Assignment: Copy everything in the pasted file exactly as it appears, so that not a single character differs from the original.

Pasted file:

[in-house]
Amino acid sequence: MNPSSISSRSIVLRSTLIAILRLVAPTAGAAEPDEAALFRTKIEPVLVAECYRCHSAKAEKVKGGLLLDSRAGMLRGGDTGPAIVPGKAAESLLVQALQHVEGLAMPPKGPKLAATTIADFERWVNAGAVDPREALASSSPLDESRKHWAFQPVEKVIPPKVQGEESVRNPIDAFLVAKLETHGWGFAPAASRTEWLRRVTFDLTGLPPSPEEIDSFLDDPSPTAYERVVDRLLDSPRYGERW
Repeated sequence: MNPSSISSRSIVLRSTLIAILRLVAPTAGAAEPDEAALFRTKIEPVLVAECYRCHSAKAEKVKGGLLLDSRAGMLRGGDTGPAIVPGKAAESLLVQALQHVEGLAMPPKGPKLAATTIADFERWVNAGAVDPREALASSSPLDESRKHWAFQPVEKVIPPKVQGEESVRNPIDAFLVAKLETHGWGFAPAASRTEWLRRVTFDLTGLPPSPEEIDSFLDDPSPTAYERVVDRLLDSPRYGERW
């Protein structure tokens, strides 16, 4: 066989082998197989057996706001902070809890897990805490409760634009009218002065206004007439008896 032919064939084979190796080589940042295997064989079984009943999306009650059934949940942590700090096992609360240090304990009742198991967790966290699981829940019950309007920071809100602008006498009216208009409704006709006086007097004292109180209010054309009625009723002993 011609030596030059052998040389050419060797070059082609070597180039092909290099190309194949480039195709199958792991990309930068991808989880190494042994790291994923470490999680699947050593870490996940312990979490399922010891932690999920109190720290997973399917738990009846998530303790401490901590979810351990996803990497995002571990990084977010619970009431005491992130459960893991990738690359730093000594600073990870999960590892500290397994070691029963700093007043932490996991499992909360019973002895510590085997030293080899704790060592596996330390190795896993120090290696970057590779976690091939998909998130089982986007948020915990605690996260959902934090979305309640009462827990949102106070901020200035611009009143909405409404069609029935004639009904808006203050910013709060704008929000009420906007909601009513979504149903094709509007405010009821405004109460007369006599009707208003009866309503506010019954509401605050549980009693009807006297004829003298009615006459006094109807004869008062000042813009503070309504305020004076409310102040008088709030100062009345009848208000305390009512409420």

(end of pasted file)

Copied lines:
[in-house]
Amino acid sequence: MNPSSISSRSIVLRSTLIAILRLVAPTAGAAEPDEAALFRTKIEPVLVAECYRCHSAKAEKVKGGLLLDSRAGMLRGGDTGPAIVPGKAAESLLVQALQHVEGLAMPPKGPKLAATTIADFERWVNAGAVDPREALASSSPLDESRKHWAFQPVEKVIPPKVQGEESVRNPIDAFLVAKLETHGWGFAPAASRTEWLRRVTFDLTGLPPSPEEIDSFLDDPSPTAYERVVDRLLDSPRYGERW
Repeated sequence: MNPSSISSRSIVLRSTLIAILRLVAPTAGAAEPDEAALFRTKIEPVLVAECYRCHSAKAEKVKGGLLLDSRAGMLRGGDTGPAIVPGKAAESLLVQALQHVEGLAMPPKGPKLAATTIADFERWVNAGAVDPREALASSSPLDESRKHWAFQPVEKVIPPKVQGEESVRNPIDAFLVAKLETHGWGFAPAASRTEWLRRVTFDLTGLPPSPEEIDSFLDDPSPTAYERVVDRLLDSPRYGERW
């Protein structure tokens, strides 16, 4: 066989082998197989057996706001902070809890897990805490409760634009009218002065206004007439008896 032919064939084979190796080589940042295997064989079984009943999306009650059934949940942590700090096992609360240090304990009742198991967790966290699981829940019950309007920071809100602008006498009216208009409704006709006086007097004292109180209010054309009625009723002993 011609030596030059052998040389050419060797070059082609070597180039092909290099190309194949480039195709199958792991990309930068991808989880190494042994790291994923470490999680699947050593870490996940312990979490399922010891932690999920109190720290997973399917738990009846998530303790401490901590979810351990996803990497995002571990990084977010619970009431005491992130459960893991990738690359730093000594600073990870999960590892500290397994070691029963700093007043932490996991499992909360019973002895510590085997030293080899704790060592596996330390190795896993120090290696970057590779976690091939998909998130089982986007948020915990605690996260959902934090979305309640009462827990949102106070901020200035611009009143909405409404069609029935004639009904808006203050910013709060704008929000009420906007909601009513979504149903094709509007405010009821405004109460007369006599009707208003009866309503506010019954509401605050549980009693009807006297004829003298009615006459006094109807004869008062000042813009503070309504305020004076409310102040008088709030100062009345009848208000305390009512409420």